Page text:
Epicurean Epicenter is the perfect name for this culinary series at the Bellagio. A dinner that featured a James Beard finalist in Chef Gregory Pugin of the renown Le Cirque , Winemaker Bob Cabral from the highly respected Williams and Selyem Winery and Bellagio’s own Jason Smith MS shows why Bellagio is a Epicenter of Epicurean Excellence. We look forward to see what the Bellagio will do for their next event in the series.

Wednesday, June 1, 2011

Jasmine in the Bellagio Resort takes guests back to 618AD with Shabu-Shabu cooking at Vegas Uncork’d 2011 by Bon Appétit

Jasmine at the Bellagio Resort has long been a stable amongst locals and tourists alike in Las Vegas . The 5th Vegas Uncork’d featured great events up and down the Las Vegas strip. Perhaps one of the most interesting and educational was a Culinary Revelation event featuring Shabu-Shabu cooking . Jasmine Executive Chef Philip Lo and Bellagio Executive Chef Edmond Wong teamed up with Bon Appetit’s features editor Hugh Garvey for a tasty educational afternoon.

Chef Lo explained that Shabu Shabu dates back to the 13th century in the days of Genghis Khan. As a solution to efficiently feed his soldiers, he developed the Shabu Shabu (Hot Pot) from of cooking. The Hungry Mongol soldiers would gather around a large pot and cook their thinly sliced meat by dipping them in the boiling hot water. Not only did the "Hot Pot" feed the troops nutritiously and efficiently, but it also helped conserve the army's limited fuel resources. The thinly sliced meat was used primarily because of its short cooking time. This cooking technique spread to the south during the Tang dynasty (A.D. 618 - 906). In the Ching Dynasty. The hot pot was very popular throughout the country, and soon  spread all over Asia. As a direct result of this, many Asian ethnic groups have their own version of shabu shabu (hot pot). Shabu-shabu is a Japanese variant of hot pot.

 The dish is related to sukiyaki in style, in that both use thinly sliced meat and vegetables and are usually served with dipping sauces, but it is considered to be more savory and less sweet than sukiyaki. It is considered a winter dish but is eaten year-round.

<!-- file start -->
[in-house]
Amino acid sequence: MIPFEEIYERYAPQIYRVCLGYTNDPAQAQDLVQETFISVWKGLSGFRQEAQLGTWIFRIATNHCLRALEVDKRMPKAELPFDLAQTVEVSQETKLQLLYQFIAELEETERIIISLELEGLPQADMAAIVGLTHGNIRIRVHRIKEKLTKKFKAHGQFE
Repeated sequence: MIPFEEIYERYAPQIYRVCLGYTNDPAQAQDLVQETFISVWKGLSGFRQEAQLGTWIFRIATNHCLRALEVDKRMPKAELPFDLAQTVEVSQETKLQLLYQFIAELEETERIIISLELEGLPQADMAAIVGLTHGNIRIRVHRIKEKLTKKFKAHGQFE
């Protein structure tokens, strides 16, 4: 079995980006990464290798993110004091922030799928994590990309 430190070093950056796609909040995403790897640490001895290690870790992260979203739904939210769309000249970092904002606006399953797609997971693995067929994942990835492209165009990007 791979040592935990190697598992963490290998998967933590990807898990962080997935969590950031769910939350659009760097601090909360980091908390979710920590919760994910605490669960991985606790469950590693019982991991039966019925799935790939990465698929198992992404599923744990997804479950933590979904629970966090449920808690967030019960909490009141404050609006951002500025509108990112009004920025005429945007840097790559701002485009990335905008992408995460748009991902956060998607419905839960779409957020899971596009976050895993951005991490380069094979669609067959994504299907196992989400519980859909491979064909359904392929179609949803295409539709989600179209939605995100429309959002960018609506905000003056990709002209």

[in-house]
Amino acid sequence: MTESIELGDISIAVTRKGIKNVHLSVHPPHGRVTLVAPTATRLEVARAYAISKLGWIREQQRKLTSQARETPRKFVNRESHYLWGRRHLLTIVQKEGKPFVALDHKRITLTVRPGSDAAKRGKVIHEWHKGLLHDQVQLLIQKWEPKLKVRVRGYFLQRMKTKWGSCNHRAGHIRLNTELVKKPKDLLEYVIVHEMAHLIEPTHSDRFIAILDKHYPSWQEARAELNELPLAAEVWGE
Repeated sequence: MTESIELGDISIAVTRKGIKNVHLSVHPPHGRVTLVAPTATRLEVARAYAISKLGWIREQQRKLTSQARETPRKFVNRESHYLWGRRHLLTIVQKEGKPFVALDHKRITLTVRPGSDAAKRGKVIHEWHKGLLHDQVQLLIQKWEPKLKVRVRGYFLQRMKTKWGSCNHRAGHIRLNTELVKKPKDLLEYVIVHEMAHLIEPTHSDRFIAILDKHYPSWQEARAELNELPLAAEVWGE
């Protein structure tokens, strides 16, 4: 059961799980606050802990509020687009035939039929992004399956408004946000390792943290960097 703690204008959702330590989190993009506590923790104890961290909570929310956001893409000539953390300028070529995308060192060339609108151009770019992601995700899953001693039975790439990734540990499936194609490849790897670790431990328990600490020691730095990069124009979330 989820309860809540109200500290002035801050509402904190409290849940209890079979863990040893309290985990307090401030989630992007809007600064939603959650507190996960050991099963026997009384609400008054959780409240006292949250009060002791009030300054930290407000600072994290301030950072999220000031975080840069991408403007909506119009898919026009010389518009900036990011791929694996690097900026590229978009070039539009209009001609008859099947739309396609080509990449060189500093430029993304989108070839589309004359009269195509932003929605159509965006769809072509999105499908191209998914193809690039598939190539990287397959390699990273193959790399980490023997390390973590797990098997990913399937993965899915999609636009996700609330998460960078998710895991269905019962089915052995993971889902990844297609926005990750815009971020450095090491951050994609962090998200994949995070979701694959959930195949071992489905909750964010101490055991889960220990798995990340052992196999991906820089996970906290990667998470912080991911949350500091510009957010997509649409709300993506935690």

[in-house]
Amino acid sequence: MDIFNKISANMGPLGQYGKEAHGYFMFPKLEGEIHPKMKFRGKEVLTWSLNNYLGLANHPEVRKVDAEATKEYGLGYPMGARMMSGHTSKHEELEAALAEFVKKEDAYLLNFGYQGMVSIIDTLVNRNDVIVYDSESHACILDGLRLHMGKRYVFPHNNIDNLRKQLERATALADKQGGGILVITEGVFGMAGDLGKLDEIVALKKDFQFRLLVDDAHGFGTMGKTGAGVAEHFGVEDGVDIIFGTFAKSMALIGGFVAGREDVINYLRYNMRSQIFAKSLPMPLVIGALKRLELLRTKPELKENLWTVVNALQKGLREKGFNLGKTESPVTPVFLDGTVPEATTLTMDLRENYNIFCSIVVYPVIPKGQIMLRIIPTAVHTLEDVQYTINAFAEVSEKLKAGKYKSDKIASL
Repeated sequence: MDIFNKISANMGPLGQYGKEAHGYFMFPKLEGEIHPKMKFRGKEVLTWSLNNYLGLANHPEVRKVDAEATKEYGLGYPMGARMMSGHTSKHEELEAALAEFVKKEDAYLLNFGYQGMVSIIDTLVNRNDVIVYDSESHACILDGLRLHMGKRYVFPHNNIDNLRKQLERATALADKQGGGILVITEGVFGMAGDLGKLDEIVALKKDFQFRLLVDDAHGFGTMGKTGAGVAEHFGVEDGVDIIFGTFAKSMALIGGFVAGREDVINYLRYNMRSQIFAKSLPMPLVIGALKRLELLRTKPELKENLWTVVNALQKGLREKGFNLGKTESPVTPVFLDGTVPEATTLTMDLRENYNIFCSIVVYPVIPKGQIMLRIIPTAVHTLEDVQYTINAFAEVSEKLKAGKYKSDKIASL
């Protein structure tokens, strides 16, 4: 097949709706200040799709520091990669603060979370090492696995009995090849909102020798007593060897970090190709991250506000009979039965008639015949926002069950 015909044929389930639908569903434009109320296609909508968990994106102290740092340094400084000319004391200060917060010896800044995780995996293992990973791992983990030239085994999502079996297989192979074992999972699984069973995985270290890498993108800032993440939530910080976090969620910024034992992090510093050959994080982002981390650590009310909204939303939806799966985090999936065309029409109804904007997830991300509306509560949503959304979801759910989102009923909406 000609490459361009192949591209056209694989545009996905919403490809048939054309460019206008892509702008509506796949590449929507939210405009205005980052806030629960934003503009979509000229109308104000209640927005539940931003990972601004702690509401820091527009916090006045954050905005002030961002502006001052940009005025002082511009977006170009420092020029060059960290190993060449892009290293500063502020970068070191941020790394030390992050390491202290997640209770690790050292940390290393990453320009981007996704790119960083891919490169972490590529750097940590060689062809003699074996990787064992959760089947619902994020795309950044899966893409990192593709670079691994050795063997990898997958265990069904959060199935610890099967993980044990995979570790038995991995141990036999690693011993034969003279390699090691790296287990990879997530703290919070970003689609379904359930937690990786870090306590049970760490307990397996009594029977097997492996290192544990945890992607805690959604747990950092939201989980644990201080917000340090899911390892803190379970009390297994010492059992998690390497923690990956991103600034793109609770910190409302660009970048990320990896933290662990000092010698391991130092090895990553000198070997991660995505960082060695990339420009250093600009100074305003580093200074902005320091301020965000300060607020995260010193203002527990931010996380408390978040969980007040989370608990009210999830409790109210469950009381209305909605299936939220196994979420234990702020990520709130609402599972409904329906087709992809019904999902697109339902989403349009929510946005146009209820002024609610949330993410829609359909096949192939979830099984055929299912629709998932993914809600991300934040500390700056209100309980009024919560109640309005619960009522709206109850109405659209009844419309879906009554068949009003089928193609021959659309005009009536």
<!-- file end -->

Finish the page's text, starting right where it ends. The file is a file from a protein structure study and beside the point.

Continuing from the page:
Chef Wong added that Shabu-shabu was introduced in Japan in the 20th century with the opening of a Shabu-shabu restaurant "Suehiro"[1] in Osaka. Its origins are traced back to the Chinese hot pot known as "shuan yang rou". Shabu-shabu is most similar to the original Chinese version when compared to other Japanese dishes (nabemono) such as sukiyaki. The name of Shabu-shabu was named when Suehiro served it. After that, Suehiro registered the name of shabu-shabu as a trademark in 1955. The cuisine rapidly spread through Asia. Together with sukiyaki, shabu-shabu is a common dish in tourist hot-spots, especially in Tokyo, but also in local Japanese neighborhoods in countries such as the United States and Canada.

The dish is traditionally made with thinly sliced beef, though modern preparations sometimes use pork, crab, chicken, duck, or lobster. Most often, tender ribeye steak is used, but less tender cuts such as top sirloin are also common. A more expensive meat, such as wagyū, may also be used for its enhanced flavor and texture.

 It is usually served with tofu and vegetables, including Chinese cabbage, chrysanthemum leaves, nori (edible seaweed), onions, carrots, shiitake mushrooms and enokitake mushrooms. In some places, udon, mochi or harusame noodles may also be served.

The dish is prepared by submerging a very thin slice of meat or a piece of vegetable in a pot of boiling water or dashi (broth) made with kombu (kelp) and swishing it back and forth several times. The familiar swishing sound is where the dish gets its name. Shabu-shabu directly translates to "swish-swish". Cooked meat and vegetables are usually dipped in ponzu or "goma" (sesame seed) sauce before eating, and served with a bowl of steamed white rice. Once the meat and vegetables have been eaten, leftover broth from the pot is customarily combined with the remaining rice, and the resulting soup is usually eaten last.

Shabu-Shabu is all about sharing not only the dish but conversation as well. A lovely plate of Sliced Kobe Beef , Diver Scallops , Shitake and Enoki Mushrooms along with fresh Napa Cabbage , Tomato , Baby Spinach and Glass noodle comprised the ingredients we would combine “ Swish Swish in the Hot Pot .

The dips were a mouthwatering selection of Satay Sause , Sesame seed Vinegar and Fresh Chili Soy Sauce. Of course a nice Pinot Noir or even a Sauvignon Blanc would have paired nicely but in our case a Hitachino Nest Commemorative Ale and Asahi Black Kuronama Lager fit the bill just fine. What a better way to spend an afternoon than with two renowned Chefs while sharing great conversation,  learning some ancient food history and enjoying its tasty rewards!